First of all, Kant 's second formulation of the categorical imperative specifies that "Act in such a way that you treat humanity, whether in your own person or in the person of another, always at the same time as an end and never simply as a means. "(Kant) According to this point, people should help the hungry because of that they are humans. On the other hand, enforcing people to help the hungry make the situation opposition of the formula of Kant because there are always some who do not want to help them because of that they are human, but they help the hungry to not break the law. Thus, enforcing people to help the hungry does not make them treat the hungry as an end themselves. This point also embraces the Kant 's idea that motivation of action is more important than consequences.
(ii) (ii) Does my action respect the goals of human beings rather than merely using them for my own purposes? Again, if the answer is no, then we must not perform the action. Principles of Kant’s Theory Kant’s theory was actually based on the following five points: • Moral view of Kant is Categorical Imperative. • Universitality: No moral statement can be valid if it cannot be universal. • Intrinsic Values: Every human is an end in itself and not a mean to some other end.
This knowledge represents the features of the moral law (freedom from inclination, human dignity, the kingdom of ends, etc.) to us as morally valuable, which value inspires our assent to adopting morality per se as our end as though we were that way inclined, but does not emotively pull us toward the particular actions it recommends. In “Anthropology from a Pragmatic Point of View”, Kant describes a kind of self-deception by which we undertake to behave as though we were morally inclined (151). He says that this self-deception, although counterfeit, is necessary and is meant to “lead man to virtue” (152). “Force accomplishes nothing in the struggle against sensuality in the inclination; instead we must outwit these inclinations” (152) – in the absence of true moral character, we can still achieve morality’s demands by pretending that we are moral.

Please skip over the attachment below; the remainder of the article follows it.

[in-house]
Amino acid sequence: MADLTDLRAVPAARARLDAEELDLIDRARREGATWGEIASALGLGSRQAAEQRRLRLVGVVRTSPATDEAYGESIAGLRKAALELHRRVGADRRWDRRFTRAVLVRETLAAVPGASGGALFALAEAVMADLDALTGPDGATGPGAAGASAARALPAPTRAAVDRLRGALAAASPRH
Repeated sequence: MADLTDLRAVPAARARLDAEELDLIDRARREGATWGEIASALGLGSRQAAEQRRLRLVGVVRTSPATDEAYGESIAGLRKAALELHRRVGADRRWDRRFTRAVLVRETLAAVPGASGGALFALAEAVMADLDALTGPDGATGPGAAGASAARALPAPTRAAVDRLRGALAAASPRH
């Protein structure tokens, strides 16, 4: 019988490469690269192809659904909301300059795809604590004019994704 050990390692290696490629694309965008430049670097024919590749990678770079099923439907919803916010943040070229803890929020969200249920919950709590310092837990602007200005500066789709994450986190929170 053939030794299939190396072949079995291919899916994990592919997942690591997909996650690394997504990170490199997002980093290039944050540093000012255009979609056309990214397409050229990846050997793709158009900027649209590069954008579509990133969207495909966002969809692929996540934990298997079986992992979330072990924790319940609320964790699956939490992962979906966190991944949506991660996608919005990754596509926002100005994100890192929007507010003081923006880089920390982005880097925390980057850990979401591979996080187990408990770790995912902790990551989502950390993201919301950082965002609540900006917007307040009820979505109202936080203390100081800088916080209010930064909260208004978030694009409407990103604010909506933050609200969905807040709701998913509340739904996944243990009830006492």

This brings about the first objection to the divine command theory, the issue of arbitrariness (Quinn, 1978). That is it seems that there is no basis for what is right and wrong, God has no reason for commanding an action to be right or wrong, it is simply his will, there are no moral rules or justifications that exist therefore making the choice of what is right and wrong arbitrary (Rachels, 1969). This in turn leads to the problem of emptiness –that standard moral claims about God are empty tautologies - and objectionable commands. The objectionable command problem lies in that if God has no reason for willing actions to be morally right or wrong then objectionable acts like murder, fraud etc. could also be morally right if He commands it (Wainright, 2005).